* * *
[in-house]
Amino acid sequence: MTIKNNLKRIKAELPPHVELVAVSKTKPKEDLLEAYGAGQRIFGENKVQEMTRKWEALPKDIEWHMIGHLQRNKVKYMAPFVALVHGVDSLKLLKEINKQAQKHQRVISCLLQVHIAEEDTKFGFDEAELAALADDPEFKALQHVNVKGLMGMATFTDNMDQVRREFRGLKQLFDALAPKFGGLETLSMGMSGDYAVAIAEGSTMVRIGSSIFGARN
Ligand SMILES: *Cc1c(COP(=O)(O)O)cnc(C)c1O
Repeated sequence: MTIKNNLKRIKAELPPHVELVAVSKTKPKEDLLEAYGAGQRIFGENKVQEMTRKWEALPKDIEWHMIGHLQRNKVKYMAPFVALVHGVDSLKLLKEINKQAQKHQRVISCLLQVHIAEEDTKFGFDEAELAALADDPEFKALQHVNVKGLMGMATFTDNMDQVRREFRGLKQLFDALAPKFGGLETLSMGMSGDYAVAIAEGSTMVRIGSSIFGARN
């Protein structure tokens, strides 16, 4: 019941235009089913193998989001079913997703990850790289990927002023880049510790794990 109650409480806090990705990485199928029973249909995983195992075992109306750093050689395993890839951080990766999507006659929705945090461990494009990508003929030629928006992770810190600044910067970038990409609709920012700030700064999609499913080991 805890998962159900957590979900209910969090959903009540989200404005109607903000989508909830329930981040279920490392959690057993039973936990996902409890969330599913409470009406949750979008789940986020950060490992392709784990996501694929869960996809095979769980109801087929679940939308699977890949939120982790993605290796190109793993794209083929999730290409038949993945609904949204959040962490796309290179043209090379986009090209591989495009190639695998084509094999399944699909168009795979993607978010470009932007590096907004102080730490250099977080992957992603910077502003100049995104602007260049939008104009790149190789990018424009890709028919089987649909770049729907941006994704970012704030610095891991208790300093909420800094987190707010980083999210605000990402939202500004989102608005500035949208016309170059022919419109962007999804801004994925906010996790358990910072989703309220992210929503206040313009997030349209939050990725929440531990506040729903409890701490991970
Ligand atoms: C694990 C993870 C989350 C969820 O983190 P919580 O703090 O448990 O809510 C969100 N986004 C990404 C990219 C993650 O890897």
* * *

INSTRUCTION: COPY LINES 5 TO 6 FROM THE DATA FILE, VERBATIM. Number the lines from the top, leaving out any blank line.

């Protein structure tokens, strides 16, 4: 019941235009089913193998989001079913997703990850790289990927002023880049510790794990 109650409480806090990705990485199928029973249909995983195992075992109306750093050689395993890839951080990766999507006659929705945090461990494009990508003929030629928006992770810190600044910067970038990409609709920012700030700064999609499913080991 805890998962159900957590979900209910969090959903009540989200404005109607903000989508909830329930981040279920490392959690057993039973936990996902409890969330599913409470009406949750979008789940986020950060490992392709784990996501694929869960996809095979769980109801087929679940939308699977890949939120982790993605290796190109793993794209083929999730290409038949993945609904949204959040962490796309290179043209090379986009090209591989495009190639695998084509094999399944699909168009795979993607978010470009932007590096907004102080730490250099977080992957992603910077502003100049995104602007260049939008104009790149190789990018424009890709028919089987649909770049729907941006994704970012704030610095891991208790300093909420800094987190707010980083999210605000990402939202500004989102608005500035949208016309170059022919419109962007999804801004994925906010996790358990910072989703309220992210929503206040313009997030349209939050990725929440531990506040729903409890701490991970
Ligand atoms: C694990 C993870 C989350 C969820 O983190 P919580 O703090 O448990 O809510 C969100 N986004 C990404 C990219 C993650 O890897």